If you have been following my social media, then you know I was at GamiCon 2018 in Chicago, USA, a co-located event with Online Learning Conference from Training Magazine. My good friends Monica Cornetti and Jonathan Peters from Sententia Gamification and their team made the decision to organise this inaugural event to put together the first learning focused gamification conference in North America.
My journey started off literally with a bang, just after I arrived a massive thunder and lightning spectacle appeared, which unfortunately played havoc with a few people’s schedules. Thankfully it only lasted a few hours. The next day, we managed to explore a bit of the city and walk a small part of the Chicago Marathon trail, which was also due to take place that weekend.
GamiCon started with an escape room designed by Michiel Van Eunen with my team definitely not quite breaking out and none of the teams making it out in the allocated time. One group eventually managed to break through all the clues and release all of us. I think escape rooms are useful when you have a need for people to work together on problems that are maybe not so straightforward. We had fun and a good team dynamic.
On day 1 of GamiCon, the stand-out moments for me were the Amazon Alexa English accent training. Considering speaking assistant from Apple Siri (and probably Alexa) don’t understand me half of the time and give ridiculous suggestions, I thought this was a really useful way of training their people, who had to do transcription of voices. The other project that grabbed my attention was “You can’t gamify that” from Brown University, which took us through the journey of gamifying an academic humanities course into a multi-level quest with a fun storyline. It was well deserved that they won the best narrative and best overall project in the awards.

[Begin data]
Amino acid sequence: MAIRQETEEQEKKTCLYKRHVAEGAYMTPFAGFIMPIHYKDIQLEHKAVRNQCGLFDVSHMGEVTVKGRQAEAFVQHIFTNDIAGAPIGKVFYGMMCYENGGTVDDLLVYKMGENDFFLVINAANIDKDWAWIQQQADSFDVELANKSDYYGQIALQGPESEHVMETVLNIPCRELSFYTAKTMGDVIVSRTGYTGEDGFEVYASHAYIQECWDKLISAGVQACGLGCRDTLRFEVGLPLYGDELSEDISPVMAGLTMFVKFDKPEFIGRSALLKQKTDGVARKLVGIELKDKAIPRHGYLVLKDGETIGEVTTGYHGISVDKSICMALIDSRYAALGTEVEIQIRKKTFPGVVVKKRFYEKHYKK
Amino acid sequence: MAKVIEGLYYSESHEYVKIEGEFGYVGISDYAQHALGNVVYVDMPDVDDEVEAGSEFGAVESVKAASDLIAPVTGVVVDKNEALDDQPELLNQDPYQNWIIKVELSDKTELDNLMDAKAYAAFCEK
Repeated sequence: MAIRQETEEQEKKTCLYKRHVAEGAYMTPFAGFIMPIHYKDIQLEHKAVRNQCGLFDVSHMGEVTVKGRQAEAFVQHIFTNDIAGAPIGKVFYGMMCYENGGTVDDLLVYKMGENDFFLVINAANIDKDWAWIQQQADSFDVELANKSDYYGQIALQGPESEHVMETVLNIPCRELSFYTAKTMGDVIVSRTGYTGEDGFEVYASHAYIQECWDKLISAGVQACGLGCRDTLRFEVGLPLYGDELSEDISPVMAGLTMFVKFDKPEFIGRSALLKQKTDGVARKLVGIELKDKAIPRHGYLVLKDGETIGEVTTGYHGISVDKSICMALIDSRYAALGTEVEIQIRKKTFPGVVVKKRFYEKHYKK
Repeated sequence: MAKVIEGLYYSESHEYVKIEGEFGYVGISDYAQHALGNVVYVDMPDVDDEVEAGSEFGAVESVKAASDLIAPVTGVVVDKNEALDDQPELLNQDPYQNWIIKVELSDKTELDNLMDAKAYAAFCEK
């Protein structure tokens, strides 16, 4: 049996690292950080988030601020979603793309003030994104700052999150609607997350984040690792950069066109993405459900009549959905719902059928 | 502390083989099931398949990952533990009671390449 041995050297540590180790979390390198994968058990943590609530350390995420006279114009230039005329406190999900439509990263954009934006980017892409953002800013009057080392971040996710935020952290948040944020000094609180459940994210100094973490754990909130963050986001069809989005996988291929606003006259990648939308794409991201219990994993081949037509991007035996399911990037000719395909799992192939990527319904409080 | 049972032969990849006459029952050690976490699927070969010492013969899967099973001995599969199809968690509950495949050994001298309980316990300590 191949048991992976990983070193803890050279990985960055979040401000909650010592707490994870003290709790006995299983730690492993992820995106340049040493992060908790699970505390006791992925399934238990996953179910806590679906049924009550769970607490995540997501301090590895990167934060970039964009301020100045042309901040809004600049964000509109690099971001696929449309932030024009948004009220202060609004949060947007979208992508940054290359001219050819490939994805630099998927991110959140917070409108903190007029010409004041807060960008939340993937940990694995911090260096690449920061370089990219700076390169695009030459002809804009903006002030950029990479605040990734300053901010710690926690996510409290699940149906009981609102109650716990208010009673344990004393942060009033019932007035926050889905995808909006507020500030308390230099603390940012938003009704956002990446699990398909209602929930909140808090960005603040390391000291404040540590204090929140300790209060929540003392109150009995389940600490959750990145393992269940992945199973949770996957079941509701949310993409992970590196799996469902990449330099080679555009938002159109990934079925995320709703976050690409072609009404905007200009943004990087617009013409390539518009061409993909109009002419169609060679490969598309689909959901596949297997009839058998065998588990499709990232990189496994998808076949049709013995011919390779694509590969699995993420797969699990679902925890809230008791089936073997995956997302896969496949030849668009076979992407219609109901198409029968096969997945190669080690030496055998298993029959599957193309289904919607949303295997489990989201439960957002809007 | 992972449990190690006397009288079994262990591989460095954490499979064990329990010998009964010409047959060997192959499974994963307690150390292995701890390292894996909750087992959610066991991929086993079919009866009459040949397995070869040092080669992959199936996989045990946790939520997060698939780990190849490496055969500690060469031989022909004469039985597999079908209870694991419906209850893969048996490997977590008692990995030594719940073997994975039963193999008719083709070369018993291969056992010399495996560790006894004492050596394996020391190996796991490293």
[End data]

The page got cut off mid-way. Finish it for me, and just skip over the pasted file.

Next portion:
The project throwdown aka 3-minute pitches about our projects for the coveted gamification awards took me a bit by sudden surprise because all of a sudden lunch was replaced with giving a pitch. I must say all entries gave me great encouragement that those of us who have been evangelising about how to carry out gamification design for learning is having a positive impact and at least in this community is giving great results.
My personal favourite was the project for military service people learning on how to remain in a financially positive situation so they don’t have to leave the service. In a way, I saw it as a fabulous example of how gamification can make a difference. The learning included branching scenarios, instant feedback and people could test their decision-making practices in a safe online setting. The real epic meaning will come when this is rolled out for not just the military but also the general public in the USA.
After the official three minute pitch, we had more time to share our projects and answer questions for the judges. The judges apparently had a difficult task deciding on the winners, they had to meet three times to come to a conclusion.
Ambassador Adventure had people travel around various roundtables to listen to 10 minutes of wise advice or demos from people like my good self. I used my gamification design card deck to explain how I approach gamification in the corporate sector often with people who don’t play games. Participants travelled in teams and also experienced some augmented reality to guide them around the room as well as unravelling a word puzzle.
The main event app was a big hit, thanks to Bernardo Leytaf from Blue Rabbit. People were actively collecting login codes at the end of speeches, answering questions and sharing socially to gain coins for spending in the store on the app. Different levels gave different options for things like T-shirts, books, gamification card decks, courses, etc. Definitely worth looking into when you have events.
At every point, there were opportunities to experience gamification. I think it is the very first time a gamification conference was completely gamified with a variety of challenges, adventures, geo-tagging quest, escape rooms and much more.